Chinman and colleagues (2006) examined how consumer providers address patient and treatment system factors that contribute to poor health outcomes. As described below (see Figure 1), consumer providers of PSS are able to address unmet needs within clinical systems of care.
|FIGURE 1. Peer Services Providers Address Unmet Patient and Clinical Service System Factors|
|How Consumer Provider Services Address Patient and Treatment System Factors|
|Factors that contribute to poor outcomes for those with SMI|
|Patient Factors||Treatment System Factors|
|Social isolation||Disconnection with ongoing outpatient treatment||Powerless & demoralization regarding illness||Overburdened providers||Fragmented services||Lack emphasis on recovery-rehabilitation, empowerment|
|Consumer provider services address each of the factors:|
|Enhance social networks by:
||Engages patients; makes treatment more relevant through collaboration||Activates patients; teach coping & street smarts; provide hope through role modeling||Supplement existing treatment; increase access||Provide case management/ system navigation to increase access||Emphasize recovery:
The American Mental Health Counselors Association (ACMHA) Peer Services Toolkit (Hendry, Hill, and Rosenthal, 2014) reviews the range of roles and services provided by peer providers and how this workforce applies the principles of peer support in their work. The toolkit states:
"Before, during and beyond crisis points they (PSs) provide compassionate listening, and a positive vision of the future. Additionally peer providers can work with individuals in goal setting, and developing achievable action plans. They can play an important role in supporting people in self-managing and working towards whole health goals, and they are uniquely qualified to assist peers in connecting with their communities, building supportive relationships, accessing formal and informal resources, and working with cultural humility to support people across a wide range of cultural differences."
These functions are important across the full continuum of health services.
Peer Support Services as Part of the Larger Health Care Service Systems
Reimbursement for Peer Support Services
A major step in the evolution of PSS occurred in 2007 when Medicaid designated them as evidence-based and reimbursable by states that include them in their state plans (CMS, 2007; Daniels, Cate, Bergeson, Forquer, Niewenhous, and Epps, 2013). Currently more than 30 states are actively providing reimbursement for these services (Kaufman, Brooks, Bellinger, Steinley-Bumgarner, and Stevens Manser, 2014). The health home option established under the ACA in 2010 provides guidance on the core clinical features of organizations that provide PSS and the clinical service requirements for PSS (SAMHSA-HRSA 2012). In addition, the President's Executive Order (White House, 2012) has called for the training of 800 new peer specialists to serve the VA health systems.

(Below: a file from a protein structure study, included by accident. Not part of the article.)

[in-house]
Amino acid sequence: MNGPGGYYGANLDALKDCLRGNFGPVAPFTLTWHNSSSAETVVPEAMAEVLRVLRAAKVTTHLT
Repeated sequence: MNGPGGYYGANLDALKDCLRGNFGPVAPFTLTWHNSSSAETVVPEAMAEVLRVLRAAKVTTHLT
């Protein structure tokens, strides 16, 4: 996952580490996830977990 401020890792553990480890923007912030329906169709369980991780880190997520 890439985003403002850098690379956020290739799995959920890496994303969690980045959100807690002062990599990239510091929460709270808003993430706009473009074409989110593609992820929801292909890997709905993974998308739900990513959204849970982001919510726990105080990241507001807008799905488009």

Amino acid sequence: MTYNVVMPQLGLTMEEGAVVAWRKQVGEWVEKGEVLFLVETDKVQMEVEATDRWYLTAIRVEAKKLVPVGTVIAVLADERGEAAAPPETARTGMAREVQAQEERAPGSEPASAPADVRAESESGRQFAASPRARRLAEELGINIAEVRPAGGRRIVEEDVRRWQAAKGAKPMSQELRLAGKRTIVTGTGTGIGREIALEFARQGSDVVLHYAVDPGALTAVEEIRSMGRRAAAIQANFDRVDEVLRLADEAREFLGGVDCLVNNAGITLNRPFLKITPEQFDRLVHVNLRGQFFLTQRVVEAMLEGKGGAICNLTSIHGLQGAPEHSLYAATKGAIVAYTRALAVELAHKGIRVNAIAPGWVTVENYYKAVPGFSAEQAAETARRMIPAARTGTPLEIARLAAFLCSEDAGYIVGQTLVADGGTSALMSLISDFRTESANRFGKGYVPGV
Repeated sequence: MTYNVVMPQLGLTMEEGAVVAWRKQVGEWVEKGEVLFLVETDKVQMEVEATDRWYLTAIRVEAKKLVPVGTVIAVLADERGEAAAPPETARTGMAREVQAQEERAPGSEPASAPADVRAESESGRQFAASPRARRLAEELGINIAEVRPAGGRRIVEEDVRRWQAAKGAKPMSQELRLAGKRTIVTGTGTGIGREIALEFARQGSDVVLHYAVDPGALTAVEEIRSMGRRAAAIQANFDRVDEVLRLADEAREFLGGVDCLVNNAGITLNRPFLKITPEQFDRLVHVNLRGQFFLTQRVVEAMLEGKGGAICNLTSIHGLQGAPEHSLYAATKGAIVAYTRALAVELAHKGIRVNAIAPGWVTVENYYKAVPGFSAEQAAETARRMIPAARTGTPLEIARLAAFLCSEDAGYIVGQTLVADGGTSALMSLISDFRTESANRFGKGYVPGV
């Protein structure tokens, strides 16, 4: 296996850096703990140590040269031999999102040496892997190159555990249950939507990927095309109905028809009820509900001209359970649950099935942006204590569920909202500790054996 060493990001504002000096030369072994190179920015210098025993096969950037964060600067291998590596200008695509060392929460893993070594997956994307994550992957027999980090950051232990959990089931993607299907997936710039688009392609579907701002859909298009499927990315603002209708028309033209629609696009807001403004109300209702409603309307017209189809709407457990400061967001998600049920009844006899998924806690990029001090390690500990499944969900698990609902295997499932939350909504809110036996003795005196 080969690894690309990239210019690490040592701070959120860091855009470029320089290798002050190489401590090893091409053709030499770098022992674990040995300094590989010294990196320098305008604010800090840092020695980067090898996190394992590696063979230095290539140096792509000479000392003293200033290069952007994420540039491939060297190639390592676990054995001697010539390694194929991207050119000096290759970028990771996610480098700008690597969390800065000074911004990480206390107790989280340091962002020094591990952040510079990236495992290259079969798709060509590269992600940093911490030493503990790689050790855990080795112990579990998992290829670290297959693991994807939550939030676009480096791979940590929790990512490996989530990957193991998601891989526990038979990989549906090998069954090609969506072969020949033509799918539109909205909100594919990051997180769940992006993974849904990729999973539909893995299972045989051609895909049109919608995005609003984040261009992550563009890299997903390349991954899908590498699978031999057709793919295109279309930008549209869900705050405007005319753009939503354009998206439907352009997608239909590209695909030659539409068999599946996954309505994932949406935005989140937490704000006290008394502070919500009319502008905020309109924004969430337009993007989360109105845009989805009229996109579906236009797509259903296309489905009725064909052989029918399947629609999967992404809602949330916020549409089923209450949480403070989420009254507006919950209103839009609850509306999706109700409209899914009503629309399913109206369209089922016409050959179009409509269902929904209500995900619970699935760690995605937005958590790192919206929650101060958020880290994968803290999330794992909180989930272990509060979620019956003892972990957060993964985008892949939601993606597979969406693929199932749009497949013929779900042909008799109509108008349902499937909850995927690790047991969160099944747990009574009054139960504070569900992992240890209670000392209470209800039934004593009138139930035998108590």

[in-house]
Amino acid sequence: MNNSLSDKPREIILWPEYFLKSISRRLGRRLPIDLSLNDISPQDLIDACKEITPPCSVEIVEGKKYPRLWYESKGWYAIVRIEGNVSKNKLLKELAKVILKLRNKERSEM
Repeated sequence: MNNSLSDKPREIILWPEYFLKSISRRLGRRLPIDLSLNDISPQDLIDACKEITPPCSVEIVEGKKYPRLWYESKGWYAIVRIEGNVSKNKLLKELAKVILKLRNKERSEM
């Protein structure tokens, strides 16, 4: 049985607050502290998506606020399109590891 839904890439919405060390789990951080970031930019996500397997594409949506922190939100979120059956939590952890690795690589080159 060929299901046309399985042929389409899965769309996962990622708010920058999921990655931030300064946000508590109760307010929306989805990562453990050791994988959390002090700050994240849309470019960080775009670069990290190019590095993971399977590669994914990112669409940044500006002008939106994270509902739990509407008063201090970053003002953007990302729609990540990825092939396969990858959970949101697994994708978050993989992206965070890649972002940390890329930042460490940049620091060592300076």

In addition to the growing number of states that now allow Medicaid reimbursement for PSS, a substantial portion of PSS is reimbursed through state grants and contracts, federal grants, and service contracts with managed care organizations. Historically, these non-Medicaid funding sources have paid for peer specialists' involvement in services and programs such as psychiatric rehabilitation; drop-in centers; employment services; housing services; crisis and respite services; and young adult transition services (Hendry et al., 2014). Indeed, some of the pioneers of PSS are thriving in states where services are not Medicaid reimbursable and have always relied on non-Medicaid funding for reimbursement (e.g., California and New York).
A recent survey of peer support organizations providing direct services in the United States found that 77 percent of their funding come from governmental sources, with 33 percent reporting they receive federal funding, 8 percent are reimbursed by Medicaid, 61 percent receive state funding, and 45 percent receive funding from county/local governments (Lived Experience Research Network, 2013).
ABHW is an association representing the major behavioral health care management companies. ABHW notes that in specialty behavioral health care organizations, the use of PSS is most prevalent in Medicaid and other public sector care (ABHW, 2013). A variety of types of PSS are offered by ABHW member companies and include peer bridgers, whole health peer coaches, addiction recovery coaches, family peer navigators, family peer coaches, peer warm lines, and other community support programs. Core challenges noted for specialty behavioral health care organizations in developing these programs include the variable training and certification of peer specialists, the unstructured definitions of service types, and the capacity of peer service organizations to meet billing requirements. These organizations also struggle with their claims payment systems' capacity to adjudicate new PSS service codes.